The president of a Connecticut synagogue resigned his position on Sunday, one week after his status as a registered sex offender became widely known in his community, bringing a #Metoo-era quandary about repentance and disclosure to a small suburb of Hartford, Connecticut.
In 2008, Jason _________, now 53, went to meet with who he thought was a 13-year-old girl, allegedly to take nude pictures of her. The girl turned out to be law enforcement officers conducting a sting, and he was arrested.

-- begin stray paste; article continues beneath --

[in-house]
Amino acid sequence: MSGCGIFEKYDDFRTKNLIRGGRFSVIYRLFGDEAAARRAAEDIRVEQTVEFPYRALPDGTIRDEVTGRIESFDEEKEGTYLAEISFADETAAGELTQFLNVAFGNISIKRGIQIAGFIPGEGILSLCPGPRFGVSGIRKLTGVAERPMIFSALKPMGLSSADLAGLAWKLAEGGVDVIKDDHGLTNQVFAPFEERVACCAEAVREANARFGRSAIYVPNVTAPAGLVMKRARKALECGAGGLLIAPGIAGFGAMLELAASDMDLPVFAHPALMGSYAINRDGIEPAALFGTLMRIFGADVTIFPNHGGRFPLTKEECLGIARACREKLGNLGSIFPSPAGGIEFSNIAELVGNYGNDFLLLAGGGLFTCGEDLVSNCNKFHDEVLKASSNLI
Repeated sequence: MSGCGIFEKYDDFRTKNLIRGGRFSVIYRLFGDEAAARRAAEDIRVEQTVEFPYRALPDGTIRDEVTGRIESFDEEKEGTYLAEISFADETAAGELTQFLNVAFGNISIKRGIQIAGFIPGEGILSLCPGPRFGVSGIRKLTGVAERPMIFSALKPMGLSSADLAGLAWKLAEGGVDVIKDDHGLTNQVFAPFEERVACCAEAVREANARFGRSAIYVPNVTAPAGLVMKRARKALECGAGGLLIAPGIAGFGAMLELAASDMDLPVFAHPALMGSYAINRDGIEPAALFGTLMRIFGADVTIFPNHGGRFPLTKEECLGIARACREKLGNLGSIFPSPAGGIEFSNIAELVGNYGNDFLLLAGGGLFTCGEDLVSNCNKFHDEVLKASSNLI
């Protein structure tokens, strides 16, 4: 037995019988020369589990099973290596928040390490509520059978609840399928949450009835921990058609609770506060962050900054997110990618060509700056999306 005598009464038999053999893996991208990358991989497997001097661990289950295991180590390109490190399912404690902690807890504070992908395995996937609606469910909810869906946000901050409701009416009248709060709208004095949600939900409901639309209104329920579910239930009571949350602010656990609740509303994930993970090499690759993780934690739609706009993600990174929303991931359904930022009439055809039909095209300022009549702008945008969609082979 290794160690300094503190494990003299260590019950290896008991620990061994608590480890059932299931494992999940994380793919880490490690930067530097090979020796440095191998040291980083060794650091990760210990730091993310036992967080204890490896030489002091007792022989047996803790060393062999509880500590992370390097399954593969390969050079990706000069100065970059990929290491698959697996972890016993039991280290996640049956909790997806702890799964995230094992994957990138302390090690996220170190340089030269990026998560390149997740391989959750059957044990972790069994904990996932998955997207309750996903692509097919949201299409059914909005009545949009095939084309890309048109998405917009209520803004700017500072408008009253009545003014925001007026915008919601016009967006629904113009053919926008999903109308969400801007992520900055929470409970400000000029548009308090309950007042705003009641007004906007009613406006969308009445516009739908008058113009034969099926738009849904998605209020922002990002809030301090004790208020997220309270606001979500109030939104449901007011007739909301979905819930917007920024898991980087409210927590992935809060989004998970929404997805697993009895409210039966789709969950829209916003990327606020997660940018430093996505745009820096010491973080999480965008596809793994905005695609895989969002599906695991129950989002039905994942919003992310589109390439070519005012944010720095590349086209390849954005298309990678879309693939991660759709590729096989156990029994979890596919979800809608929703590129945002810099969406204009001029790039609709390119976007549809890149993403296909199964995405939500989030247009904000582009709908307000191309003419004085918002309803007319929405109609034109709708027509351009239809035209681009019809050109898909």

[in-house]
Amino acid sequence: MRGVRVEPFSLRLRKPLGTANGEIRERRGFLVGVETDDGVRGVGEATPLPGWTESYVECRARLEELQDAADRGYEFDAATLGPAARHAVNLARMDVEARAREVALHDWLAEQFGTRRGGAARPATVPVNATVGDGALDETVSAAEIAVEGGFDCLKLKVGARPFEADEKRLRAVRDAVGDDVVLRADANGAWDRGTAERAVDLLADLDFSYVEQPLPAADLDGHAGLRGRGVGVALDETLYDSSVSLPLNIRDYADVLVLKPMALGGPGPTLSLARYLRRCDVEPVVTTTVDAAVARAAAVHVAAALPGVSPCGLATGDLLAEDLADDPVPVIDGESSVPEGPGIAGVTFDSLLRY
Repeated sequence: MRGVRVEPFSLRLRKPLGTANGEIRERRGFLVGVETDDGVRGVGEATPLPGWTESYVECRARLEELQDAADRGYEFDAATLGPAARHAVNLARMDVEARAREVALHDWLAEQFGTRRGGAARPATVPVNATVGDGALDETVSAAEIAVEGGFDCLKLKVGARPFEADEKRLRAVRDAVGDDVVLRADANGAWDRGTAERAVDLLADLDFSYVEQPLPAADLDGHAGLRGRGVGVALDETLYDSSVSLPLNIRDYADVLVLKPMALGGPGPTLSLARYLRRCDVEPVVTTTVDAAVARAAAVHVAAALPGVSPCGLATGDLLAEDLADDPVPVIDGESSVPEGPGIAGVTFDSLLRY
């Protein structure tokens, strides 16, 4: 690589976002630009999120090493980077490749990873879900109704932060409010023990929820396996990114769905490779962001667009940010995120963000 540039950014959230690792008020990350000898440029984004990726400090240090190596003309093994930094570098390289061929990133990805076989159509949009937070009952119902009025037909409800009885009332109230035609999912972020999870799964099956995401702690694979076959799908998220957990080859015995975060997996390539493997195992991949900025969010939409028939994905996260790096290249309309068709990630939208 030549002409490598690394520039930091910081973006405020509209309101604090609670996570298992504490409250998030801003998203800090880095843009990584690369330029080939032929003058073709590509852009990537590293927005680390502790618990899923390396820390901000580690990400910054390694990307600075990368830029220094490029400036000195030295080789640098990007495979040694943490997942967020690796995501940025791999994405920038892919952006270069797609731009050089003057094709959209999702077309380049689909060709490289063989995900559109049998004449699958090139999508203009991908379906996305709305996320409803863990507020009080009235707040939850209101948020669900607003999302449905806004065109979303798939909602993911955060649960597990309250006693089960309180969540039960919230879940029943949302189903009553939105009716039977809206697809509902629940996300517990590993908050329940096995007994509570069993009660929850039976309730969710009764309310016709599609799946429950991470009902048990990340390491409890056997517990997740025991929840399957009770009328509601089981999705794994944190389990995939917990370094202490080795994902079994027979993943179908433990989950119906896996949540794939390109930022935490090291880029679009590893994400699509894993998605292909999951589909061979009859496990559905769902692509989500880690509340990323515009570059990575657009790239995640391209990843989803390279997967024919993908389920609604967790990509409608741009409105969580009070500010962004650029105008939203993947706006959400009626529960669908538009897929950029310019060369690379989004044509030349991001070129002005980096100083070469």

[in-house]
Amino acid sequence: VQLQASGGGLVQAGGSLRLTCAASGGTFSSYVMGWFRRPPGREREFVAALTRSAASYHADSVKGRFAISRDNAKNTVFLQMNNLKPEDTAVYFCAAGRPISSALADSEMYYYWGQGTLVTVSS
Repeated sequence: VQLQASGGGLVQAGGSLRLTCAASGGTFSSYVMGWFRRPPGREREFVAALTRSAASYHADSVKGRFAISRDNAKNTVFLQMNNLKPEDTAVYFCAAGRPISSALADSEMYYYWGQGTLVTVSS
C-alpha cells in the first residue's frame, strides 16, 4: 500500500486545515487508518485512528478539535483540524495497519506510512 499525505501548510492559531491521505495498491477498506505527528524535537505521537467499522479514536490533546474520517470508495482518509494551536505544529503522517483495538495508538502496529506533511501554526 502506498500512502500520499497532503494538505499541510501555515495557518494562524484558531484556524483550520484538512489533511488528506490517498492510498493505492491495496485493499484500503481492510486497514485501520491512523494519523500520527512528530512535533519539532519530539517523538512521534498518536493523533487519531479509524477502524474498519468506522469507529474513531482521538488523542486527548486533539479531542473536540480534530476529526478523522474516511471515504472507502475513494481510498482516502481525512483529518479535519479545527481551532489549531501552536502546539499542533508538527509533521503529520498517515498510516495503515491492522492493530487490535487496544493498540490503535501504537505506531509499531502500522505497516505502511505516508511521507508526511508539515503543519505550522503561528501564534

After his arrest, he immediately reached out to his parent’s rabbi, Jeffrey Glickman, of Temple Beth Hillel in South Windsor. Glickman became his ally, and _________ threw himself into a program of atonement. He volunteered in job programs, in soup kitchens and with small businesses seeking mentors. He joined Beth Hillel and became one of the synagogue’s shofar blowers and a constant presence at Shabbat services. Last year the congregation elected him as its president.
But what ________ didn’t do was tell his newfound community about his past.